Law students have been a tough group to crack.  A posting on the Facebook account of one law school got 750 hits in one day, but no response to contribute to the book.

Law students have higher rates of depression than lawyers – – about 40% of students will suffer from depression at some point in their three years at law school or about 60,000 of the 150,000 law students in this country. There are many reasons for such high rates of depression in law school and I’ve blogged about it before in my piece In the Beginning – Depression in Law Schools.  We need some of these students to step forward and contribute their important stories because without them, the book might lack the authenticity we’re hoping to achieve.  These stories will be offered as “portraits” in the book of law students struggling with depression and trying their very best to deal with law school and depression.The book aims to open a conversation with law students about depression rather than lecture them about it.  The best way to do this is to interview real people with real stories.

Lawyers have a hard time talking about depression because they’re fearful that it exposes a major weakness to opponents and their employers.  Lawyers are supposed to be problem-solving winners; not people with mental health problems that may or may not win.  This pressure only serves to amplify the shame a lawyer feels when he or she is struggling with depression.

As they struggle to keep up at work, they repeatedly ask themselves, “What’s wrong with me?” and “Why can’t I just get this damn brief down?”  They hate themselves for not being productive.  But the lack of productivity is NOT a product of laziness. It’s a product of a disturbances going on in the brain; in particular the hippocampus which is involved with learning and memory and the amygdala.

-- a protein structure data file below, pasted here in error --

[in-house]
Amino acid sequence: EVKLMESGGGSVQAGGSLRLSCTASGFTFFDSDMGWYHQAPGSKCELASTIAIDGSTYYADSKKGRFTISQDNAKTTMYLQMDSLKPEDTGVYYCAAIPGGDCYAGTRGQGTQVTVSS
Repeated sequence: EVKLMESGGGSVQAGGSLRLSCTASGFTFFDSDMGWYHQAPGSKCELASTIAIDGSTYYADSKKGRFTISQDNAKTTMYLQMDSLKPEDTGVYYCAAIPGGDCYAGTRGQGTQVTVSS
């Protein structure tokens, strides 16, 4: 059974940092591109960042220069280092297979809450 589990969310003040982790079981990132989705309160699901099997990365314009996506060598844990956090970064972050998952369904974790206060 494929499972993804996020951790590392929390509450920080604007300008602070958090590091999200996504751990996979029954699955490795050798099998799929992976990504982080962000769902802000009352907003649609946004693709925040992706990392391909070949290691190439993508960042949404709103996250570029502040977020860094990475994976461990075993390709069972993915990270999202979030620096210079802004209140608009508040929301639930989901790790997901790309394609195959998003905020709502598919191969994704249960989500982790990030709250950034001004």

Judges are supposed to be the cream of the crop.  They are bound by the Judicial Code of Ethics and must remain above the fray.  They are often lonely and dealing with burnout.  Once they put on the black robe, they stop being “Bob Smith” and become “Your honor” or “Judge” whether in the courtroom or out in public.  Check out my prior blog about judges and depression.

While there have been studies down on law student and lawyer depression, there’s never been one done on the judiciary.    One retired judge that talked openly with us about his depression warned us to expect a “wall of silence” from the judiciary.  That has come to pass.  We need some courageous judges to summon some courage to talk about their own depression, the depression that seen in their colleague or the legal profession in general.

My book is meant to be a sort of handbook or guide for those in the profession who need help and understanding. It is also written for those who care about the suffering law student, lawyer and judge and want to help.

We want to hear from you and listen to your story.  You can do it anonymously, if you wish.  The book is likely to reach tens of thousands of people, if not many more. Were you to tell your story, some suffering soul who is in pain – – like you were before you recovered or are in now – – might see themselves in you and suffer just a little bit less, might feel a little less lonely.  They may even gain a sense of hope.  Please, tell your story and be part of this important project.  Just click here to begin sharing.

Thank You.